The pronunciation guide in this phrasebook contridicts the pronunciations written in brackets within phrases themselves. It says "a" is pronounced "u" like in "mum" yet says the word "hvala" (thank you) to be pronounced as (HVAH-lah). This isn't the only place, it is thoughout the text. The pronunciations aren't the only thing that is off, the entire phrasebook is a mess. Sorry to criticise, and well done to the person/s who created it, but it needs sorting; I'll help in anyway I can but my knowledge of the language ends beyond knowing where it is spoken.
- Yeah, Slovene vowels are a mess. I've fixed the weird a-as-in-mum thing (which doesn't sync with Wikipedia or my own experiences), but unfortunately I, too, am entirely unqualified to fix the rest of the guide... (WT-en) Jpatokal 09:07, 4 February 2007 (EST)
- OK. I tried fixing phrasebook pronunciations. Not quite sure I got the 'englification' system right everywhere, but stresses were often on wrong syllables. In some cases this isn't a problem, as even we stress different syllables of some words in different dialects. In other cases it might be a problem. ie. 'govori':
- - GOH-voh-ree - speeches (noun)
- - goh-VOH-ree - speak! (as a request to a person)
- - goh-voh-REE - (he/she/it) speaks (verb, present time, 3rd person singular)
hm.. As Slovenian is my mother tongue, I can easily say that Slovenian does not have consonant "šč". So one please correct this. Slovenian consonants are: b, c, č, d, f, g, h, j, k, l, m, n, p, r, s, š, t, v, z, ž.
- Slovenian is not phonemic: the sound of "šč" is not the same as saying "š+č". (WT-en) Jpatokal 23:59, 2 March 2007 (EST)
- I'm native. They sound like š+č to me in ie. peščina, ščinkavec, slovenščina. One can definitely hear two sounds.
- No reply, and http://sl.wikipedia.org/wiki/Soglasnik doesn't list šč, so deleted (and added dž).
'o' is usually not pronounced as in 'hot', but more often like in 'hawk' or 'caught'. To make it confusing, we don't write signs on it, so "kosa", can be pronounced as kôsa and kósa (one meaning a sycle, the other 2 members of some bird species)
- 100 M words Corpus of Slovenian
- The Slovenian Language Technologies Society
- Slovenian-English Parallel Corpus
- Slovenian - English Dictionary
- Dictionary of Slovenian literary language
- Centre for Slovenian as a Second/Foreign Language
- Slovenian Language and Culture Lessons in Switzerland and Austria
- Thezaurus - Institute for Slovenian Studies of Victoria, Australia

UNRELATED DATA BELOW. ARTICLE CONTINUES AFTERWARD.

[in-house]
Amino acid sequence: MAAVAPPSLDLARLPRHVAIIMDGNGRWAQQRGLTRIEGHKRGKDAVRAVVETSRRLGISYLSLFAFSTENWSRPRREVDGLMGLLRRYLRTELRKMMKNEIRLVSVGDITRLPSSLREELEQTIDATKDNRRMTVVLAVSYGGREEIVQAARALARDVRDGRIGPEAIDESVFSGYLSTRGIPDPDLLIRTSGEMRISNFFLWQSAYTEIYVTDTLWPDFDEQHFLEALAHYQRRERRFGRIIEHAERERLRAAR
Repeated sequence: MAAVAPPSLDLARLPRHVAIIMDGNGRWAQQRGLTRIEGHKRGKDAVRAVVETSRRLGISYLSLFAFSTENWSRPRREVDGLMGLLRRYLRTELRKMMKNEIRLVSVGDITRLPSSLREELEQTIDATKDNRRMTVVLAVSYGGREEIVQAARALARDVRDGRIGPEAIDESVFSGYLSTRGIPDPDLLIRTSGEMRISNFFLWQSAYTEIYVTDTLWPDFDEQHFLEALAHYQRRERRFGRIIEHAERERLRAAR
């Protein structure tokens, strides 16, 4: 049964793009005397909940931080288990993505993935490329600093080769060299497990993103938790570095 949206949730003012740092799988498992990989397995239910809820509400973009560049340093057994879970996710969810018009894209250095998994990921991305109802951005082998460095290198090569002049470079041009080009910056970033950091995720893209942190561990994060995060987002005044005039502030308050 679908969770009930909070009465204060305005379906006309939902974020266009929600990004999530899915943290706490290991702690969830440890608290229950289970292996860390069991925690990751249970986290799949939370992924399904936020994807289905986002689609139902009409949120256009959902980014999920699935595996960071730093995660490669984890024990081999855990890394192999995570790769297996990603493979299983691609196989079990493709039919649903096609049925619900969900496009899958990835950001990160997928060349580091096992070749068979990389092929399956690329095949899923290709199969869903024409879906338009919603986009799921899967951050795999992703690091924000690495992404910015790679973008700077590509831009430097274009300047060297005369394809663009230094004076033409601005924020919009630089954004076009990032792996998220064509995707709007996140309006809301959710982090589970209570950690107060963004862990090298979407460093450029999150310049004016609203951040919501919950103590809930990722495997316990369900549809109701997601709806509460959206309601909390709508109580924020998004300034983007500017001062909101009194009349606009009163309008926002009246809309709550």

- Slovene at the University of Kansas, USA
month names (old ones)
Can we just remove old month names? They're used very rarely. While natives are aware of them, I doubt many even know their proper order. To add to confusion, Croatian, Czech and Polish have some of similarly named months, which don't always represent the same time of year.
Incorrect translation for "you're welcome"
I just returned from Ljubljana and while there was told in no uncertain terms that "dobrodošli" is never used to mean "you're welcome", as in the exchange "thank you - you're welcome", as is shown in the phrasebook (which explains why many Slovenians looked at me funny when I used it this way). "Dobrodošli" is used to welcome people e.g. to your house or party or whatever, as in "Welcome to my house."
Correct responses to "hvala" ("thank you") are either "prosim" or "ni za kaj," but I'm not sure of the difference. Prosim literally means "please", ni za kaj means "no problem"
I hesitate to change the phrasebook since I know next to nothing of Slovenian, but if no one objects soon I will change it.
Elliott Wolin, email@example.com 16:13, 28 October 2008 (EDT)184.108.40.206
i have changed [doughnut --> obroč] to [doughnut --> krof] but i am not sure if pronunciation was done correctly. English is not my mother tongue so i am a bit skeptical. if you click on listen button on google translate it is actually pronounced as it should be krof 220.127.116.11 22:38, 5 February 2013 (UTC)
Is anything unusual about how to pronounce "h"?
The phrasebook says "Also, note how you pronounce j and h in Slovene." But it gives no explicit details about why "h" might be unintuitive to an English speaker. In fact the example given for the letter H is the 'h' in "heat", which sounds very straightforward to me.
When "l" is at end of word? syllable?
When l is at the end of a word or placed after any consonant other than j, it is pronounced as w as in bel (BEW, "white"), popoldan (POPOWDAN, "afternoon").
I see a couple problems here:
- The 2nd example (popoldan) does not show "l" at the end of a word nor after any consonant. So the rule must be more nuanced than we state. I'm wondering if it should instead say "When l is at the end of a consonant or placed after any consonant other than j, it is pronounced as w."
- We don't show an example of "l" after a consonant.